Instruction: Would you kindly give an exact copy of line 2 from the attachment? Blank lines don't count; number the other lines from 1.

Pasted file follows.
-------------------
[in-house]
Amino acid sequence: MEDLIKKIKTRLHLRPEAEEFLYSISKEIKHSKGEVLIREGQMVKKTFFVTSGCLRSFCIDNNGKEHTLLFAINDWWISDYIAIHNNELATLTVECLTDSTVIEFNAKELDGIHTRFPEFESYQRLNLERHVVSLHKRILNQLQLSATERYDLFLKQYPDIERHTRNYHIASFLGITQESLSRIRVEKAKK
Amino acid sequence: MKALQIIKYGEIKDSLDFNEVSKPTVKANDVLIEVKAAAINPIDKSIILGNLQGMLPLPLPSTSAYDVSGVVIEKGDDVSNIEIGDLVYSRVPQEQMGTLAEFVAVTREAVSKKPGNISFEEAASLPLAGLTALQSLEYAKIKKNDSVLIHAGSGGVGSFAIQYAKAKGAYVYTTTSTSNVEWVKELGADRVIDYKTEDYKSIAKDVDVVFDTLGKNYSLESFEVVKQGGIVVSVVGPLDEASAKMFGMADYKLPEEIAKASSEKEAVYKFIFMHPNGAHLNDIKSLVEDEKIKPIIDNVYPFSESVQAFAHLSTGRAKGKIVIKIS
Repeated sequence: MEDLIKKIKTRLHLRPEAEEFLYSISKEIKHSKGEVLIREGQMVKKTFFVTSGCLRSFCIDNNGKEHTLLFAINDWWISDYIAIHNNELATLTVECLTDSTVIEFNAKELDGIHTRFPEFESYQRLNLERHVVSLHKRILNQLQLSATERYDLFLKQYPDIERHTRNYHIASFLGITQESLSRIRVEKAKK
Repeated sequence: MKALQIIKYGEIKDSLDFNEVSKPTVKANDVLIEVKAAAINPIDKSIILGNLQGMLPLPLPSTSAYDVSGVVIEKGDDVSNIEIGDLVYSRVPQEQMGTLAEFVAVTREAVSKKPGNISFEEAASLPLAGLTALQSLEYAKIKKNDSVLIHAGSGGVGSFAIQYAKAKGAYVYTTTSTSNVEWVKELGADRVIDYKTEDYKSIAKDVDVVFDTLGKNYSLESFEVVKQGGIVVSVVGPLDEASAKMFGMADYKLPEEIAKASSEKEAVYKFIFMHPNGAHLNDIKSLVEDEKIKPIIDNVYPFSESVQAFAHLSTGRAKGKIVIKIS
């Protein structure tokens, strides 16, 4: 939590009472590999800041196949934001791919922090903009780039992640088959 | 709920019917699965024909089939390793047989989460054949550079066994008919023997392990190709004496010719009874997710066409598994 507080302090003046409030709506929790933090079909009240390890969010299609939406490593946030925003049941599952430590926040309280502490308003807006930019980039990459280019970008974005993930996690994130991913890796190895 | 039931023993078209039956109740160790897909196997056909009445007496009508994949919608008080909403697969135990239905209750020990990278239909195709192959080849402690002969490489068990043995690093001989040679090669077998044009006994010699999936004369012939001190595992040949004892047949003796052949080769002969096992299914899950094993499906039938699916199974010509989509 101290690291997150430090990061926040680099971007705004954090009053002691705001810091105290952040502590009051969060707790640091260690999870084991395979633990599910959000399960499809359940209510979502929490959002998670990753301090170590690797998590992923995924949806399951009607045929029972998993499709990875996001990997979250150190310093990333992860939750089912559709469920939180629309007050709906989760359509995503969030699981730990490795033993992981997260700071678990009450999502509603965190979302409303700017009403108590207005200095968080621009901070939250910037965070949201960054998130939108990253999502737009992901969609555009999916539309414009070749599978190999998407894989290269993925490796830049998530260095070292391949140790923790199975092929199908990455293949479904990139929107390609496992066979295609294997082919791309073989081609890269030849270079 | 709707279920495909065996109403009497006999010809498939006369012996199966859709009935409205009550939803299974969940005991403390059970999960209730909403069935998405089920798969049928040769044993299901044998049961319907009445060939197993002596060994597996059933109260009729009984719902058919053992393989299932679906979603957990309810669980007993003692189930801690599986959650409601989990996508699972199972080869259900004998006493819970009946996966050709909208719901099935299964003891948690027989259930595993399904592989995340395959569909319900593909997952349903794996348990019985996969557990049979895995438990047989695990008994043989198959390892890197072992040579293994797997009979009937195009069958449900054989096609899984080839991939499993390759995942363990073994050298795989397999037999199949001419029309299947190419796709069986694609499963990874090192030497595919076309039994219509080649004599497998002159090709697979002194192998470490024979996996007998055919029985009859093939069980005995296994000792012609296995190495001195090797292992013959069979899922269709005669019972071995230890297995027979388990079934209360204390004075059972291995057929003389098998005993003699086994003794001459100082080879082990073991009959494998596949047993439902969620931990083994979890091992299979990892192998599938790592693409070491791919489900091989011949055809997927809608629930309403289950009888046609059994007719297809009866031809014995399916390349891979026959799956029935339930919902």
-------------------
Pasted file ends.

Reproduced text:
Amino acid sequence: MEDLIKKIKTRLHLRPEAEEFLYSISKEIKHSKGEVLIREGQMVKKTFFVTSGCLRSFCIDNNGKEHTLLFAINDWWISDYIAIHNNELATLTVECLTDSTVIEFNAKELDGIHTRFPEFESYQRLNLERHVVSLHKRILNQLQLSATERYDLFLKQYPDIERHTRNYHIASFLGITQESLSRIRVEKAKK